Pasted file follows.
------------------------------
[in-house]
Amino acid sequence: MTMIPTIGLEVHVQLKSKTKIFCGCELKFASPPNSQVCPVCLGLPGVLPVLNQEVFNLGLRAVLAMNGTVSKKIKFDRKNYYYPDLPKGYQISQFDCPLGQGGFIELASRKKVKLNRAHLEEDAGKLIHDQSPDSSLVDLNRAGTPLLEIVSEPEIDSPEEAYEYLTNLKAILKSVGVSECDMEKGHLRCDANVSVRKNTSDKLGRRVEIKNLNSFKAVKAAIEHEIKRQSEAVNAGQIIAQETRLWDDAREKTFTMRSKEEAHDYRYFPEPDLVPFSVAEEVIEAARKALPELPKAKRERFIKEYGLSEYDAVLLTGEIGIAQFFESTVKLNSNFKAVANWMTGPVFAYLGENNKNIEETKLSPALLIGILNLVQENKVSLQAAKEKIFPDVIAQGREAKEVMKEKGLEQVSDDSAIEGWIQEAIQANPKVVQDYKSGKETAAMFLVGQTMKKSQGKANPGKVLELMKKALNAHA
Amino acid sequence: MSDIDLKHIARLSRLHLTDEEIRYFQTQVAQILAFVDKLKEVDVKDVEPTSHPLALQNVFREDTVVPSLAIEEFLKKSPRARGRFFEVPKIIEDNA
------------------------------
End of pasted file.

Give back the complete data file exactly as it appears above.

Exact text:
[in-house]
Amino acid sequence: MTMIPTIGLEVHVQLKSKTKIFCGCELKFASPPNSQVCPVCLGLPGVLPVLNQEVFNLGLRAVLAMNGTVSKKIKFDRKNYYYPDLPKGYQISQFDCPLGQGGFIELASRKKVKLNRAHLEEDAGKLIHDQSPDSSLVDLNRAGTPLLEIVSEPEIDSPEEAYEYLTNLKAILKSVGVSECDMEKGHLRCDANVSVRKNTSDKLGRRVEIKNLNSFKAVKAAIEHEIKRQSEAVNAGQIIAQETRLWDDAREKTFTMRSKEEAHDYRYFPEPDLVPFSVAEEVIEAARKALPELPKAKRERFIKEYGLSEYDAVLLTGEIGIAQFFESTVKLNSNFKAVANWMTGPVFAYLGENNKNIEETKLSPALLIGILNLVQENKVSLQAAKEKIFPDVIAQGREAKEVMKEKGLEQVSDDSAIEGWIQEAIQANPKVVQDYKSGKETAAMFLVGQTMKKSQGKANPGKVLELMKKALNAHA
Amino acid sequence: MSDIDLKHIARLSRLHLTDEEIRYFQTQVAQILAFVDKLKEVDVKDVEPTSHPLALQNVFREDTVVPSLAIEEFLKKSPRARGRFFEVPKIIEDNA